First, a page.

Manual-Swapped Cadillac Escalade Was Built for Drifting

This might be the only one of its kind.

byPeter Holderith|
Cadillac News photo


The desire to drift just about anything is nothing new. Typically, though, it's low-slung sports cars circling the track billowing smoke from their rear tires. SUVs? Not so much, likely due in part to their tendency to tip over. That being said, not all SUVs (or their drivers) are created equal, proof of which is this manual-swapped, driftin' Cadillac Escalade.

This Caddy is one of the coolest examples we've seen of a truck built for drifting, and it was put together by car enthusiast Trenton Royer. After seeing a video of his rig drifting around an empty lot, I decided to ask him some questions about the project.

Trenton Royer

Royer's reasoning behind the build is pretty simple: he'd always wanted to manual swap an SUV, and a rear-wheel, 6.2-liter Caddy was his favorite. That's it. He wanted a stick-shift Escalade with a 6.2-liter V8. Fair enough.

Royer purchased the truck around March of this year and originally used it as a daily driver. As soon as he had all of the parts together for the transformation, he installed them over the course of a month. A slew of valvetrain parts and a new stage 3 camshaft from Texas Speed, long tube headers, and a five-speed manual transmission out of a 2005 Chevy Colorado pickup were sourced. "I ultimately chose the five-speed because of cost," Trenton said. "The T56 [six-speed] is too much money."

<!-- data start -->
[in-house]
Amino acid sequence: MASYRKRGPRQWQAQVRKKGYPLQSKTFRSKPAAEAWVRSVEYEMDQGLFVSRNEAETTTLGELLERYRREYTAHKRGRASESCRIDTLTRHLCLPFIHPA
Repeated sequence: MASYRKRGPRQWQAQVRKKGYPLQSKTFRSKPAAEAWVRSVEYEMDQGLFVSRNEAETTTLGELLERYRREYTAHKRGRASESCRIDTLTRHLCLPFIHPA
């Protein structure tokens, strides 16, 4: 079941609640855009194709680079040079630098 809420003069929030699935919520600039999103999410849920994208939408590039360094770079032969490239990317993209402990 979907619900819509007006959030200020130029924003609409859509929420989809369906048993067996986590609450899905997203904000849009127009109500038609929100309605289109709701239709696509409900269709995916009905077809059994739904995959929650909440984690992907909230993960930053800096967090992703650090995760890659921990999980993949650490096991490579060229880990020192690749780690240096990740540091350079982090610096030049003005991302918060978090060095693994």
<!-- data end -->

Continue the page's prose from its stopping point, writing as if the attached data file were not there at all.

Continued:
After using an adapter plate to hook the Colorado transmission up to the Escalade's 6.2-liter V8, the center console was hacked up—which Royer says he regrets—to get a shifter into the interior and a clutch pedal was added. The exhaust was also replaced with long tube headers and 3.5-inch pipes all the way back, which sounds great along with the new cam.

The result of all of this work is a full-size SUV that drifts around in the rain like a much smaller car. Royer makes a quick spin on a wet roundabout seem effortless, and that's thanks in part to the truck's long wheelbase and hulking curb weight. Maybe big trucks are better suited to this whole drifting thing than we originally thought.

More details of the build can be seen on Royer's YouTube channel and Instagram page. He's definitely a fan of the LS V8 and has had a few other LS-powered cars in the past like a Pontiac Trans-Am WS6 and a cammed Chevy Tahoe.

Royer says his future plans for the project are to push it further into the direction of a proper drift missile. He wants to add a hydraulic E-brake, modify the vehicle's front axle to provide more steering angle, and add even more power. "LSA blower off a CTS-V or ZL1," he told me. "Supercharged manual Escalade is the plan."

Sounds good to me.

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